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'It's getting closer and closer to our houses': Community responds after shooting at west Columbus gym

In total, there have been 37 homicides this year in the city of Columbus, compared to 28 this time last year.

COLUMBUS, Ohio — Columbus residents expressed their shock over another shooting in west Columbus — this time in a very public space.

The shooting happened Tuesday night at the Esporta Fitness Gym off of Hilliard Rome Road.

Tabias Cunningham, 23, was found at the scene suffering from gunshot wounds, according to the Columbus Division of Police. He was taken to The Ohio State University Wexner Medical Center where he later died.

Police said they are still looking for the suspect who reportedly left the scene in a small white vehicle.

Columbus resident Kyle Hall plays basketball at Esporta's basketball courts, but after last night’s fatal shooting on the court, he said he won’t be heading there anytime soon.

"It's getting closer and closer to our houses and getting a little bit out of hand,” said Hall. “People who are really willing to kill each other over a basketball game. I want no part of it."

In total, there have been 37 homicides this year in the city of Columbus, compared to 28 this time last year.

“Certainly we've seen an uptick in just the number of people with guns, so disputes that might have resulted in a fistfight are now being resolved with guns,” said Columbus Police Deputy Chief Tim Meyers.

Meyers said he believes there needs to be a two-part solution to tackle crime in the city.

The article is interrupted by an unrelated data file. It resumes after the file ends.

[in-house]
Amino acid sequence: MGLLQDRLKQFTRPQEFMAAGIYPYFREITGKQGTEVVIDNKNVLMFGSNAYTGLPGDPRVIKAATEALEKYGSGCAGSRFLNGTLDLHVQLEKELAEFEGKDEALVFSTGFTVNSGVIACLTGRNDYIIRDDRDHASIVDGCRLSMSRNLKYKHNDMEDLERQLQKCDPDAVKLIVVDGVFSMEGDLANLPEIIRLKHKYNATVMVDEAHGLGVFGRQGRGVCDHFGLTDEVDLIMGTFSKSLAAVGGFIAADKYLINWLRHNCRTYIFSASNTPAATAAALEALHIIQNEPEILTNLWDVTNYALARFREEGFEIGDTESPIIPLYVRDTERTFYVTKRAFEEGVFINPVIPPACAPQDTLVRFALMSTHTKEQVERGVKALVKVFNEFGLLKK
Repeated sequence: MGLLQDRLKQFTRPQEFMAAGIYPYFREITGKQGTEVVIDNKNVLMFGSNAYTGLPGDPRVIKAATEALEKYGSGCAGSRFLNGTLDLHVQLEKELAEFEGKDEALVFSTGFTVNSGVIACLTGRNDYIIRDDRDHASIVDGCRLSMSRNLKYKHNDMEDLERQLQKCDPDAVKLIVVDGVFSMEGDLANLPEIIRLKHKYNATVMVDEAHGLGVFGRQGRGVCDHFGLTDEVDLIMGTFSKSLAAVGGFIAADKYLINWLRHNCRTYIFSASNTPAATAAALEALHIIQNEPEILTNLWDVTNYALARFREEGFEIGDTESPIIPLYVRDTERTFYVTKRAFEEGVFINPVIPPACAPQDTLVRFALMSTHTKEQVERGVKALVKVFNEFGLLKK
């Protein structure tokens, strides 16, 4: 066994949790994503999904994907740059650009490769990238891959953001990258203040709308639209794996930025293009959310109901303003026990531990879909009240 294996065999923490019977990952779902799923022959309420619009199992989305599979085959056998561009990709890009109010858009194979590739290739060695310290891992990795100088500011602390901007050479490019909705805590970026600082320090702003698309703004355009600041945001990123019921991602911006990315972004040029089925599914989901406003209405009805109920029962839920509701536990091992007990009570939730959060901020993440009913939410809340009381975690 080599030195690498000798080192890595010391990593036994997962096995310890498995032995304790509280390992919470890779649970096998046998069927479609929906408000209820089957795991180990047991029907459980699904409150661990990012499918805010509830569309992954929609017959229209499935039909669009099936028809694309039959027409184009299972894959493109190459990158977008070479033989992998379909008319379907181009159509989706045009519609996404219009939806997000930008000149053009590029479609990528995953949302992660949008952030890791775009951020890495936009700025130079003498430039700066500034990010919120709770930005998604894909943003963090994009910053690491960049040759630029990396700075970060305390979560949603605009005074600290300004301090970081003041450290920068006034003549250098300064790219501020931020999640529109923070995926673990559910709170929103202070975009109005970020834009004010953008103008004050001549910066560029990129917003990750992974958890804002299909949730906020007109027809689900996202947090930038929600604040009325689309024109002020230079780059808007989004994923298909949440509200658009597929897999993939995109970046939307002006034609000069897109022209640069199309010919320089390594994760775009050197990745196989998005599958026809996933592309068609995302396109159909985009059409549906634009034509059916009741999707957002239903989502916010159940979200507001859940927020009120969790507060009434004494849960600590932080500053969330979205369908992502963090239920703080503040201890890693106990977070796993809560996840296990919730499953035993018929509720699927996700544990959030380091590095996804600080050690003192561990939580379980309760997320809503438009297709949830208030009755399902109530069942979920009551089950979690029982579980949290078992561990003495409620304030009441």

"We have to do our job and make it more costly to carry guns illegally, and then people need to do a better job of resolving their disputes without violence,” said Meyers."Most of our shootings take place in public places."

Arianna Gallagher, a trauma specialist at The Ohio State’s Wexner Medical Center, told 10TV that it's important to protect mental health when processing this trauma.

Gallagher said she’s seeing more trauma patients struggling with recent events.

“I think there are some folks that are struggling with: 'I don't feel safe anywhere,'” said Gallagher.

She provided tips on how to take care of mental health during these traumatic times including limiting catastrophic thinking, assessing your safety in common public spaces, having conversations with the owners on what measures are being taken and focusing on one thing you can do to make a difference.

“Knowing yourself, knowing what helps you to recenter yourself, and knowing that you're a human first," said Gallagher. "...You may not be functioning at peak performance when you've witnessed or been a part of an event like this."

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